First, about the facts. The internal evidence of this book is so overwhelmingly detailed and cumulative, it rings with such authenticity, that it is extremely unlikely any reasonable person will remain unconvinced by it. It is not that new facts about Hiss and his fellow conspirators are revealed but that the facts already known are placed in the historic context of Chambers’ own development and almost day-to-day activities. To doubt them is tantamount to doubting Chambers’ political existence as well as those of his collaborators. The absence of personal rancor against Hiss, the evidence that the author testified “reluctantly and in agony,” the explanation of why he did not tell his entire story at once–a quixotic piece of foolishness–add credibility to his account.
As far as the charges that rocked the nation are concerned, this book, even more than the verdict of the trials, may well be called the vindication of Whittaker Chambers. Its pages show that he has long since atoned for his own complicity in conspiratorial work by his suffering at the hands of Hiss’ friends whose outrageous smears against his personal life and that of his wife surpassed in virulence anything known in recent American history. It is indeed odd to observe that ritualistic liberals were much less indignant with those who betrayed the faith of their country than they were with the “Informers” who revealed the betrayal–an attitude not displayed toward informers or renegades from fascism like Rauschning and Otto Strasser. The mood of anti anti-communism, as the Hiss case shows, blinds one to political realities and creates an emotional vested interest in concealing the truth.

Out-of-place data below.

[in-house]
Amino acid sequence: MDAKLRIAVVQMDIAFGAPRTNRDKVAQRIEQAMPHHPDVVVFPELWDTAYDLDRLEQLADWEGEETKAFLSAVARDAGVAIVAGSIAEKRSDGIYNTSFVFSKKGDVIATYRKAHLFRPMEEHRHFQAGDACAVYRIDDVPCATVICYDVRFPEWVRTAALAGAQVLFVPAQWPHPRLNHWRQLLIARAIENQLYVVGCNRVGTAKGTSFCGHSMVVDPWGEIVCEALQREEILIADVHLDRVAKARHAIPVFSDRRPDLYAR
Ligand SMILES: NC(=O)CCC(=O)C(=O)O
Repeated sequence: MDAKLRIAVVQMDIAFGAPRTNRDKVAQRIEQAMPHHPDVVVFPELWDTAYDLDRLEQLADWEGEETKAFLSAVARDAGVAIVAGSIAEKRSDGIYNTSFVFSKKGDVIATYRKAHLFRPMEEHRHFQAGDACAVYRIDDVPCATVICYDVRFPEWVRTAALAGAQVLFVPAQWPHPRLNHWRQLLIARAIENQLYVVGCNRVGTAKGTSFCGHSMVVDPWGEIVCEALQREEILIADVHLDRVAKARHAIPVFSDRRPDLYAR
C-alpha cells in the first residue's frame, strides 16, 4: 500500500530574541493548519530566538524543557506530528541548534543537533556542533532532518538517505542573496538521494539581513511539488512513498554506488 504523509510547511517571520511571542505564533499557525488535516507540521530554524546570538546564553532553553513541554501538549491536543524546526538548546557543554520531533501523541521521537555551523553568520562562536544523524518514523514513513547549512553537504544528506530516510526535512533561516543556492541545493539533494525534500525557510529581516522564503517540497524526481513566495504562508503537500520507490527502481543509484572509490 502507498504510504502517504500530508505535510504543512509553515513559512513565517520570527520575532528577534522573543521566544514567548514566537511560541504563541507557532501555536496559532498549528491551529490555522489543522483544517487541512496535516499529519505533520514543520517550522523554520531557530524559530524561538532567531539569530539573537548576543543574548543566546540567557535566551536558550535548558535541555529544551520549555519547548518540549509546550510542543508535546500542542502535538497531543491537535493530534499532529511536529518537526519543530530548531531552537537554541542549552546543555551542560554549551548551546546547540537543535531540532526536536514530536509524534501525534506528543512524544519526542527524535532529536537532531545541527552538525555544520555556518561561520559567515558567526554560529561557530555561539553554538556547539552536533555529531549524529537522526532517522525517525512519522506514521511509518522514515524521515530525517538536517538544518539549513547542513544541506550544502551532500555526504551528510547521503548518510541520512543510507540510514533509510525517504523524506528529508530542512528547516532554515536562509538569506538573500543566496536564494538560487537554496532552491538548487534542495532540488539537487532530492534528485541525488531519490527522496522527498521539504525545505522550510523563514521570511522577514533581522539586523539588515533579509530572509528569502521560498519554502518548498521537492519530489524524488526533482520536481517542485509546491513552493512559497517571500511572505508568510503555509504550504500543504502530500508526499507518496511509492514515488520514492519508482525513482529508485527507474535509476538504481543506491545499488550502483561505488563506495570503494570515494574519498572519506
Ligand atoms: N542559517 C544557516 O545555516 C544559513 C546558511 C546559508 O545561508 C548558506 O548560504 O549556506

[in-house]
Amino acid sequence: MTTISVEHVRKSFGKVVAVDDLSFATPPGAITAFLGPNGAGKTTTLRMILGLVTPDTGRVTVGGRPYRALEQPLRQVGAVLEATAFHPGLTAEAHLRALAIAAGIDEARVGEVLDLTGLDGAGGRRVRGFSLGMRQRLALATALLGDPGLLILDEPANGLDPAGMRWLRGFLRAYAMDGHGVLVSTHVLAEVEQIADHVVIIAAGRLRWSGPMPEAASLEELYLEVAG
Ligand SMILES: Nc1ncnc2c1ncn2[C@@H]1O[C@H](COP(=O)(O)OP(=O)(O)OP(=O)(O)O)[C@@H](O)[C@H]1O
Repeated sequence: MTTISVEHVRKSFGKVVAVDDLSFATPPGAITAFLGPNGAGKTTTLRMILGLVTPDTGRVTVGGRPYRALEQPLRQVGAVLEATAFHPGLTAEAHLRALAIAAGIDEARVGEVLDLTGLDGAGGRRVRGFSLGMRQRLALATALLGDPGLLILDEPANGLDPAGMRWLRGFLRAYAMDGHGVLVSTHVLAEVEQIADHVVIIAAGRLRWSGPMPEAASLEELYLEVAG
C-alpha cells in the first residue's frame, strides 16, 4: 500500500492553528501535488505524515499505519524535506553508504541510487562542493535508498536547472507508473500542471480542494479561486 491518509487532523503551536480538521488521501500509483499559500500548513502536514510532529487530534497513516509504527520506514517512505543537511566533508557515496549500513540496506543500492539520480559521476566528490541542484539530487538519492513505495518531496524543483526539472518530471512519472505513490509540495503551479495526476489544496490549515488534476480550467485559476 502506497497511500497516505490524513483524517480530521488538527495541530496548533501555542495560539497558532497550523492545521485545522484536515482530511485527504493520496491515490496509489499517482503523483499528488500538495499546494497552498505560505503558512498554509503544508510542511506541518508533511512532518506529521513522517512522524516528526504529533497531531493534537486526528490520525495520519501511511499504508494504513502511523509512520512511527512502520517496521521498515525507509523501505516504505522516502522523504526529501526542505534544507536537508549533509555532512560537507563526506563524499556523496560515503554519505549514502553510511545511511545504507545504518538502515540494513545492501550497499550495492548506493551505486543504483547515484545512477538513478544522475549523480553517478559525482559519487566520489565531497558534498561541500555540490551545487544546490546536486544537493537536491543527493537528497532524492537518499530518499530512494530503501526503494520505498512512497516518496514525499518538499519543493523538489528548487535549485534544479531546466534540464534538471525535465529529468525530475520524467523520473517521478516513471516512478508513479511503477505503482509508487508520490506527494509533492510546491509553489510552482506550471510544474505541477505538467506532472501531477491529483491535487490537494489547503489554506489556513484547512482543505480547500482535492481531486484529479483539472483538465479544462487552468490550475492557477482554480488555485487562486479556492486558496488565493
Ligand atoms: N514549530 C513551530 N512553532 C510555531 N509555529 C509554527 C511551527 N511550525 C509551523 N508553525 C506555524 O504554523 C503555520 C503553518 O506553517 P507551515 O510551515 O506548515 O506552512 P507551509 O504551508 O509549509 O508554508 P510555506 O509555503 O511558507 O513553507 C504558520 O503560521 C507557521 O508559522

The facts in this book have a public side vastly more Important than the private fortunes of Hiss and Chambers. What they show is that the highest instances of the Government were informed on four separate occasions of Chambers’ charges that an important group of American officials in the State Department, Treasury Department, Patent Office and Aberdeen Proving Grounds were functioning as members of a Communist party underground apparatus. One need only read the names and successive positions occupied by this group, among several in operation, to understand that, in the event of hostilities with the Soviet Union, they could easily have functioned with a deadliness comparable to the Foote ring in Switzerland and the Sorge ring in Japan, both of which made enormous contributions to Stalin’s victory.